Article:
“It’s going to get worse over the next several weeks, but the actions that we take in the next several days will determine how bad it is or whether or not we continue to flatten our curve,” U.S. Surgeon General Jerome Adams said on Fox News on Sunday.
Deborah Birx, coordinator of the White House coronavirus task force, warned that the number of coronavirus cases is “three, four, and 10 times” as high as it was during the second surge after Memorial Day weekend.
“It looked like things were starting to improve in our northern plain states, and now with Thanksgiving, we’re worried that all of that will be reversed,” Birx said on CBS News’s “Face the Nation,” adding that people need to “take it upon yourself to be restrictive” even in states that do not have regulations in place to curb the spread of the virus.
The number of coronavirus-related deaths are nearing record levels in the United States not seen since the spring. About 95,000 people are currently hospitalized with the disease, according to Adm. Brett Giroir, assistant secretary of health and human services. Roughly 20 percent of all hospitalized people have covid-19, he added.
Asked if the United States could reach 4,000 deaths per day in the aftermath of a record number of travelers, Giroir said that he couldn’t project how much the weekend may have exacerbated spread of the virus. “We really have to see what this weekend looks like. I can’t really project that,” Giroir said on CNN’s “State of the Union.” But he called this moment “a really dangerous time.”
“But, remember, we’re not passive bystanders,” he added. “If we do the right thing — universal mask-wearing, avoiding indoor spaces, crowded bars, restaurants, indoors, all those [sorts] of things — we can still flatten this.”
The Centers for Disease Control and Prevention advisory committee on immunization practices will meet Tuesday to vote on coronavirus vaccine priority rankings. Health-care workers are likely to be the first to receive the vaccine once it has been approved, though Fauci said that states will be shipped a certain amount of the vaccine and ultimately make final distribution decisions “with strong recommendations from the CDC.”
Priority is also likely to be given to the elderly in nursing homes and nursing home staff, followed by other high risk and vulnerable populations. Giroir predicts that the United States should have enough vaccine to immunize 20 million Americans by the end of the year.
“We have to immunize for impact,” he said. “The rest of America will get it in the second quarter, third quarter of 2021, but we can maximize our impact right now.”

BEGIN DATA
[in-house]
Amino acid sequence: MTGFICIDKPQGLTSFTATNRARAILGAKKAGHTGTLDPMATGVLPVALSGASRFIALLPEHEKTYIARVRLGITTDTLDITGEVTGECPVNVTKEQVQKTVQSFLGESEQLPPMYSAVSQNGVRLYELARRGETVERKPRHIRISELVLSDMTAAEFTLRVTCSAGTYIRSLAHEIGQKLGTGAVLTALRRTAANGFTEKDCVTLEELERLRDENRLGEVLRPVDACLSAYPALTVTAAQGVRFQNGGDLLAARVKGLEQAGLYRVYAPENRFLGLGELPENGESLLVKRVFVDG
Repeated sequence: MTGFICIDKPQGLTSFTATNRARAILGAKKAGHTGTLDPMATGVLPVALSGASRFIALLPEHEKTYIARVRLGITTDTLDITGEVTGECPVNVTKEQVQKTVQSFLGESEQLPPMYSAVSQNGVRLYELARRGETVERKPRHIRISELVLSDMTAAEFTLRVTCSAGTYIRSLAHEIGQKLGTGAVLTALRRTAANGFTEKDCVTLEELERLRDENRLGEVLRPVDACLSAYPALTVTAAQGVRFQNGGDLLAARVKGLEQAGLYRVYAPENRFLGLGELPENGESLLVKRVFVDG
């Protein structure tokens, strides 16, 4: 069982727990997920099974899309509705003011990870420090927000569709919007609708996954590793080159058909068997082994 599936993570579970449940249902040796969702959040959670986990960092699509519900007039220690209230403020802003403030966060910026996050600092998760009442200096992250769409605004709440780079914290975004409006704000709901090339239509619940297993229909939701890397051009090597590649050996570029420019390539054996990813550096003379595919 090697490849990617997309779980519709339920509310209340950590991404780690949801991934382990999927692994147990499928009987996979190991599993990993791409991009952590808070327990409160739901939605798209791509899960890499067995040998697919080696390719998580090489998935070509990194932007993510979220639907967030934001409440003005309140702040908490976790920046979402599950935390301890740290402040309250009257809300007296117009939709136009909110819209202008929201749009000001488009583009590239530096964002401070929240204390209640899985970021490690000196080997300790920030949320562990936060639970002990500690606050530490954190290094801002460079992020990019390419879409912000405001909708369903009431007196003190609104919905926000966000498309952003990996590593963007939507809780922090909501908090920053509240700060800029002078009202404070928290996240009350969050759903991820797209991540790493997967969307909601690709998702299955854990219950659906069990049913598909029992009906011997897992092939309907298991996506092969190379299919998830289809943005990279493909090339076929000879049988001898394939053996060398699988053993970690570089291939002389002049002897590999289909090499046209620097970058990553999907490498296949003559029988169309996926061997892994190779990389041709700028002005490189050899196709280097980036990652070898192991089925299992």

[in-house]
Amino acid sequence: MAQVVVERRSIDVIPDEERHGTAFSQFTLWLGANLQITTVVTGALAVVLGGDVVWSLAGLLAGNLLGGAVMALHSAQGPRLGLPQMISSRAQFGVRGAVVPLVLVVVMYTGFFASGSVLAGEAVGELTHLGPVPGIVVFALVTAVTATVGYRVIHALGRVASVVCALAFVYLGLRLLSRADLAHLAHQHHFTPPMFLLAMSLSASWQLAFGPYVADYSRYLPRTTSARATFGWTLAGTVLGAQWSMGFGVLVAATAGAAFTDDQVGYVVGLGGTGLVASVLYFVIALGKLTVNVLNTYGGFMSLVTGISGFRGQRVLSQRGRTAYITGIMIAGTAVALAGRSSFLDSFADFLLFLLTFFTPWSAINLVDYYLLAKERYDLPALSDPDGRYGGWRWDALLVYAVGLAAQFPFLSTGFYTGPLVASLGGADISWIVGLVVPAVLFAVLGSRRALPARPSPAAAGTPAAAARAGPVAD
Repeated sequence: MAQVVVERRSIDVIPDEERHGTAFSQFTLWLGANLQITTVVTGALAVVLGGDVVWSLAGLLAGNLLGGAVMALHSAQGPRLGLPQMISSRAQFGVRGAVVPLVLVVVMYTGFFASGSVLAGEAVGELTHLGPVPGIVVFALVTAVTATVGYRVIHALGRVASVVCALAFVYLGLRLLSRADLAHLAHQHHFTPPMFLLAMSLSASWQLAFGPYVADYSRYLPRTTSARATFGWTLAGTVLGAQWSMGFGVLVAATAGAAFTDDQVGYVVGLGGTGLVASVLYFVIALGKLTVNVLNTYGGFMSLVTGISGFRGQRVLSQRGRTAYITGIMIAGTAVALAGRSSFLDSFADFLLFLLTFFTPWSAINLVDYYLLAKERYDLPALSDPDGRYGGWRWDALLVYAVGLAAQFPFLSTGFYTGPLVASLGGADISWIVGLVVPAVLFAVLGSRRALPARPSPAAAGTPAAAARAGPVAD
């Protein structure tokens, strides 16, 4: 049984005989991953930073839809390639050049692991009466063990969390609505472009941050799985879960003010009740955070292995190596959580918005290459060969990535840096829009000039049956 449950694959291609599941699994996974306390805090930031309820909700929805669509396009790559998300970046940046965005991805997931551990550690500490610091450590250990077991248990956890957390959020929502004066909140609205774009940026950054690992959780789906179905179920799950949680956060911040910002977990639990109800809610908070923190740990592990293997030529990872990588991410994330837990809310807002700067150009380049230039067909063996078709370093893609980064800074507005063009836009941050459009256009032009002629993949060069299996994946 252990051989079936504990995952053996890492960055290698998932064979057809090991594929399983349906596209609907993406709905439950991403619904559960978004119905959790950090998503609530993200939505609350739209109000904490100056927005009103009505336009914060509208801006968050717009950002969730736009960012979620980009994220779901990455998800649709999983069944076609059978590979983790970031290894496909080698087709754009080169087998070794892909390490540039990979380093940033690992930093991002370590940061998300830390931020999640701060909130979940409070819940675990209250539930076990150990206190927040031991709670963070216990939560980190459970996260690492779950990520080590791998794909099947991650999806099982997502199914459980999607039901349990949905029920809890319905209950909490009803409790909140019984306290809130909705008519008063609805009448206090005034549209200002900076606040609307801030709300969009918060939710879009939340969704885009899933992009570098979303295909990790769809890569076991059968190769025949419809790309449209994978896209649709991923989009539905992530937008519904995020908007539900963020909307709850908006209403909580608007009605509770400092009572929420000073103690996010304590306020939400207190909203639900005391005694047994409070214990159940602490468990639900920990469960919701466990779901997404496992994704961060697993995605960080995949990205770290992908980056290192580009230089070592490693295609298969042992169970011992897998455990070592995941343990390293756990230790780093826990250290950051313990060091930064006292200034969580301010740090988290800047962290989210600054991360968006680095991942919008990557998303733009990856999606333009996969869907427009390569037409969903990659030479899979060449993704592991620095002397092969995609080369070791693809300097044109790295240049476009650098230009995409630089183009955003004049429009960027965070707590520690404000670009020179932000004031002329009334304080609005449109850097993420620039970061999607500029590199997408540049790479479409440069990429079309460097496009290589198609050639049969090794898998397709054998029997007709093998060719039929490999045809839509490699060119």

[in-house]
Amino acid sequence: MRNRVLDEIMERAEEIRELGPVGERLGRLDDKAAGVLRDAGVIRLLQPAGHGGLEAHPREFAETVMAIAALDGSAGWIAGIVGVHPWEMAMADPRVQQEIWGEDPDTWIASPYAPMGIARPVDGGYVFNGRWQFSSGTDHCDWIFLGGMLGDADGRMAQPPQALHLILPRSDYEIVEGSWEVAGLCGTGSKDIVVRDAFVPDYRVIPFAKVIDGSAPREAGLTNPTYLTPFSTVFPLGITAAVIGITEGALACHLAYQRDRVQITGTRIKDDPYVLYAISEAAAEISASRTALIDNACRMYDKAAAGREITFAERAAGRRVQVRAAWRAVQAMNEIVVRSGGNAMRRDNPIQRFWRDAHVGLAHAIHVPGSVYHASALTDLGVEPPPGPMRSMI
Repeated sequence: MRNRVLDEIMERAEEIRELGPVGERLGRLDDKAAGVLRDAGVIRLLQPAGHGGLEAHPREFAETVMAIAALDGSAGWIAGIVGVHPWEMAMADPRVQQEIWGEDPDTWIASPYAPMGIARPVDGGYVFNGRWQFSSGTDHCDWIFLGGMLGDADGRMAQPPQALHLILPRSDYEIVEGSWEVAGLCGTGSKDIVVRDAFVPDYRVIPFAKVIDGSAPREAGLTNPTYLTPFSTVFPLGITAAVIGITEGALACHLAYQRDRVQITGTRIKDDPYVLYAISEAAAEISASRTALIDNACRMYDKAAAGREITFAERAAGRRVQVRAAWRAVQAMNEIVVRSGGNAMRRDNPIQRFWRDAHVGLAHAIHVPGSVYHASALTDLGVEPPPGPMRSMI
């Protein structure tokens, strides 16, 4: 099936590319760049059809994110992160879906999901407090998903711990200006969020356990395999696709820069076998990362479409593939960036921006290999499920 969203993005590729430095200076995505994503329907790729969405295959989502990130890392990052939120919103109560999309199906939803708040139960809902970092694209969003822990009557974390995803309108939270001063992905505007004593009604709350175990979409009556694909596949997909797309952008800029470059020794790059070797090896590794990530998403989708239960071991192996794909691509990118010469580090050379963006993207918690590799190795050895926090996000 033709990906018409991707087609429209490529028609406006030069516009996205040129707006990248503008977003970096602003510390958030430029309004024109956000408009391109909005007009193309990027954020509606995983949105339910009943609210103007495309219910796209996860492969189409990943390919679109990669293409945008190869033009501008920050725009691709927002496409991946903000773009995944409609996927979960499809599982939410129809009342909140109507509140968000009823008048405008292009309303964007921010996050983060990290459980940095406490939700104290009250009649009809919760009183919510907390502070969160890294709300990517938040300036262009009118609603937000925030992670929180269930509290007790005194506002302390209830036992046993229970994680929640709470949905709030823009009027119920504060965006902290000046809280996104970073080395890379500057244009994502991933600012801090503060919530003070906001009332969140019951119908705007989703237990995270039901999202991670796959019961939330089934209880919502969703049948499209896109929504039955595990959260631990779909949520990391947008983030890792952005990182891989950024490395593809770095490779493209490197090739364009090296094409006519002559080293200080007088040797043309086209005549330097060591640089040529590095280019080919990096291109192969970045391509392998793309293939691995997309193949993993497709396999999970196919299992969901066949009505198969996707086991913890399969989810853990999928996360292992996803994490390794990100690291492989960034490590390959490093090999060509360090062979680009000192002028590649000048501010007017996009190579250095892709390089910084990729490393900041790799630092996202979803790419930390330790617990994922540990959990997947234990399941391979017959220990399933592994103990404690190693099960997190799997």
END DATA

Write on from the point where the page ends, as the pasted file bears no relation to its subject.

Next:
In the meantime, Fauci implored Americans to restrict their holiday activities to “blunt” the surge’s effect and alleviate “significant stresses” on hospital and health-care systems. Adams echoed those sentiments, begging people to “hang on just a little bit longer.”
“The science out there has never been stronger to support the wearing of masks,” said Adams, who later lamented the politicization of the virus and called wearing a mask “an instrument of freedom.”
“You shouldn’t have to have a mandate to do the right thing to protect your neighbor, to keep schools open. Make sure you’re watching your distance and make sure, again, if you’ve been in a gathering of more than 10 people without your mask on over the last several days, please get tested in the next three to five days,” he said.
Jurisdictions around the country are unevenly navigating the current surge, with some clamping down while others are resisting measures that could prevent further spread of the virus. Los Angeles County, for example, just reinstated a temporary stay-at-home order on Friday that prohibits all public and private gatherings with people who are not in their household.
“We know we are asking a lot from so many who have been sacrificing for months on end and we hope that L.A. County residents continue following Public Health safety measures that we know can slow the spread,” Barbara Ferrer, director of the Los Angeles County Department of Public Health, said in a statement.
New York Mayor Bill de Blasio (D) announced on Sunday a reopening of the nation’s largest public school system, starting with elementary schools, a reversal of his decision to shutter New York City public schools less than two weeks ago. The Supreme Court’s conservative majority struck down temporary pandemic-related restrictions on religious organizations last week imposed by New York Gov. Andrew M. Cuomo (D) in hot spots where the virus is raging.